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APAPA ROAD REPAIRS: Nigerian maritime sector loses $300m

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APAPA ROAD REPAIRS: Nigerian maritime sector loses $300m

Barely one month after the Federal Government entered into agreement with two private firms to rehabilitate the Creek Road, Apapa, maritime sector practitioners have announced loss of business estimated at $300 million.

This is computed from the increase in demurrage, delays on port delivery charges and general loss of contract delivery, among other sundry costs.

At normal time, importers said they pay less than $90 million, a third of the new costs, per month, before taking delivery of their goods and usually within two weeks of berthing of the ships at the Nigerian ports.

But coming on the heels of the closure of the main outlets to the various ports in Apapa area, leading to delaying of ships from discharging their goods and accumulating demurrage and other charges, activities within the Apapa business community have been grounded.

Officials of Nigerian Martine Authority (NMA), Nigerian Ports Authority (NPA) were said to have on Monday been locked up in a series of meetings, involving all the concessionaires of key sectors of the ports with the aim of finding a way of easing off the logjam on vehicular movements, and to allow loaded trailers leave the ports while the empty ones should gain access to the loading sheds.

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To most of the importers, the various agencies, especially, the concessionaires are exhibiting some high- handedness on the issue.

But a spokesperson of Mearsk, Mrs. Rebecca Clerks, said there were not enough consultations made with all stakeholders in the sector before the closure of the main entrance and exit roads leading to the loading sheds.

“Most of the importers and clearing agents are venting their frustration on the operators, but the truth is that there is little or nothing we can do until those managing the road repairs come up with solution,” she stated.

The President of Nigerian Customs Licensed Clearing Agencies (NCLCA), Mr. Ibe Anyakachi, confirming the frustration that has been associated with the delay in doing business in Nigerian ports, said the past one month had been hectic.

The president said: “More than 1,000 ships are berthing at diffident points in the wharf, while some are still at the high sea.

“This means that several goods already cleared by the Customs and other agencies, but cannot be evacuated due to no access to the point of disembarkation, will soon be muddled up with new ones.

“Our clients are not finding it easy either, especially when we give them dumerage bills running three times of what the shippers could have charged on normal times. They tend to doubt us.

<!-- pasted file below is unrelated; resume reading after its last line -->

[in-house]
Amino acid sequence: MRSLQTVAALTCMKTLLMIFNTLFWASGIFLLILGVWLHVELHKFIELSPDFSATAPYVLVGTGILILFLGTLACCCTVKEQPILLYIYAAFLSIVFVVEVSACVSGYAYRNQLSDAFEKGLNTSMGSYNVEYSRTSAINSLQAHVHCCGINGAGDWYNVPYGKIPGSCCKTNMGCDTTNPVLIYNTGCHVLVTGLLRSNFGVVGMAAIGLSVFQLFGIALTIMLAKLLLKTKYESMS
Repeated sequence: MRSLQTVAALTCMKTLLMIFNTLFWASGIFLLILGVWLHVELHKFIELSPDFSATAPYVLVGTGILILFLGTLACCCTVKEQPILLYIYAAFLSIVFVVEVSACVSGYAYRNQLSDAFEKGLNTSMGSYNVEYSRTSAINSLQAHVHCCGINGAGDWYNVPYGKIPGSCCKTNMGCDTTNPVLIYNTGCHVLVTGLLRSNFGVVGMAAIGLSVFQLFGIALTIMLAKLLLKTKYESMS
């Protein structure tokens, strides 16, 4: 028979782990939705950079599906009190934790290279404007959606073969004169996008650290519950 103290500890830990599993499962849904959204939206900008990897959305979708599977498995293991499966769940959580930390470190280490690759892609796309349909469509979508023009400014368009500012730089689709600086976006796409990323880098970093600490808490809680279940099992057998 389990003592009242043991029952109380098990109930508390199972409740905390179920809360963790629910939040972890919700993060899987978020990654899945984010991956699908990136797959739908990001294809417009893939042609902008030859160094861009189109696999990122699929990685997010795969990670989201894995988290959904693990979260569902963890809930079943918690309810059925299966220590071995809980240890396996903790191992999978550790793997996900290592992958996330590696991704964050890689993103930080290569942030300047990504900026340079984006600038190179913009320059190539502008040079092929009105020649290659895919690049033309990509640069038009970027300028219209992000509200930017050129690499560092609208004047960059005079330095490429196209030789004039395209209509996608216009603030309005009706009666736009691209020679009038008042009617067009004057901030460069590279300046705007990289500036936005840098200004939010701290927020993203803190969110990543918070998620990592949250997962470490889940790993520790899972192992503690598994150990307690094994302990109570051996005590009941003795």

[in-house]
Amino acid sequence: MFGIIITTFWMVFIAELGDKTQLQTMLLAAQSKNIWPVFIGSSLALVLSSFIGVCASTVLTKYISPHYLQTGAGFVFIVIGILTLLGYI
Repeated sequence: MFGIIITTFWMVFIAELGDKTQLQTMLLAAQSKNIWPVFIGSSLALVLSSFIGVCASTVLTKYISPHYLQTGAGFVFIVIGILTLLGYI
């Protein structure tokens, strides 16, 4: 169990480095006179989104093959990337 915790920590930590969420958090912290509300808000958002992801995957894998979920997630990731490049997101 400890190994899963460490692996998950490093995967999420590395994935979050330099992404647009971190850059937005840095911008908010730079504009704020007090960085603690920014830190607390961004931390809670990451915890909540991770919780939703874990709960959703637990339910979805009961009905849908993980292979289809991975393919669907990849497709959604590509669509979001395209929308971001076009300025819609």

“The appeal on relevant agencies, including, Mearsk and AP Morgan, to reduce their work charges to accommodate the realities of the prevailing circumstances have fallen on deaf ears.

“For example, we have asked the NPA and NMA to appeal to both the shipping lines and the operators of the ports facilities to review the current three-day free demurrage charges to at least seven days, but nobody is listening to us.”

Of the most affected of the entrapped cargoes were the ones billed to be discharged from the Tin Can Terminal, Apapa Port Terminal 1, and the PML Terminals, most of which harbour food and vehicular cargoes.

An expert on maritime issue, Mr. Dele Falolu of Debarge Shipping Lines said the experience of the operators in the sector in the recent past had proved the policy of concentration of all ports activities in Lagos as unwise.

“With this sad experience of all, including the private and public sectors, policy makers may now reconsider opening up the Port Harcourt, Calabar and Warri ports, if they want to tap fully the value of the sector in the Nigerian economic growth,” Falolu maintained.

 

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0 Comments

  1. Anita Kingsley

    August 1, 2017 at 3:53 pm

    $300 million isn’t small money, but it is understandable repair is ongoing and better days are fast approaching. They should take heart pending the completion of the construction.

    • yanju omotodun

      August 1, 2017 at 4:37 pm

      They shouldn’t take heart and go protest Now, mtchew

  2. Animashaun Ayodeji

    August 1, 2017 at 3:54 pm

    Actually, our management in Nigeria is bad, what were they looking until the road got spoilt to that extent? If the road was well managed, there won’t be any need for repair that’s more like new construction.

    • Abeni Adebisi

      August 1, 2017 at 4:00 pm

      What is even the probability that the road will still be well managed after this repair? If repair can make the maritime sector loose $300 million in less than a month, that should teach them some lessons that the road is equally important and should be well managed

    • seyi jelili

      August 1, 2017 at 6:16 pm

      Your comment is one sided . What about the maritime, couldn’t they repair the road before now since they know what they are generating from it

  3. JOHNSON PETER

    August 1, 2017 at 7:21 pm

    Biafra port, Biafra border, Biafra airport, Biafra central bank, Biafra currency, everything Biafra is all on my mind now

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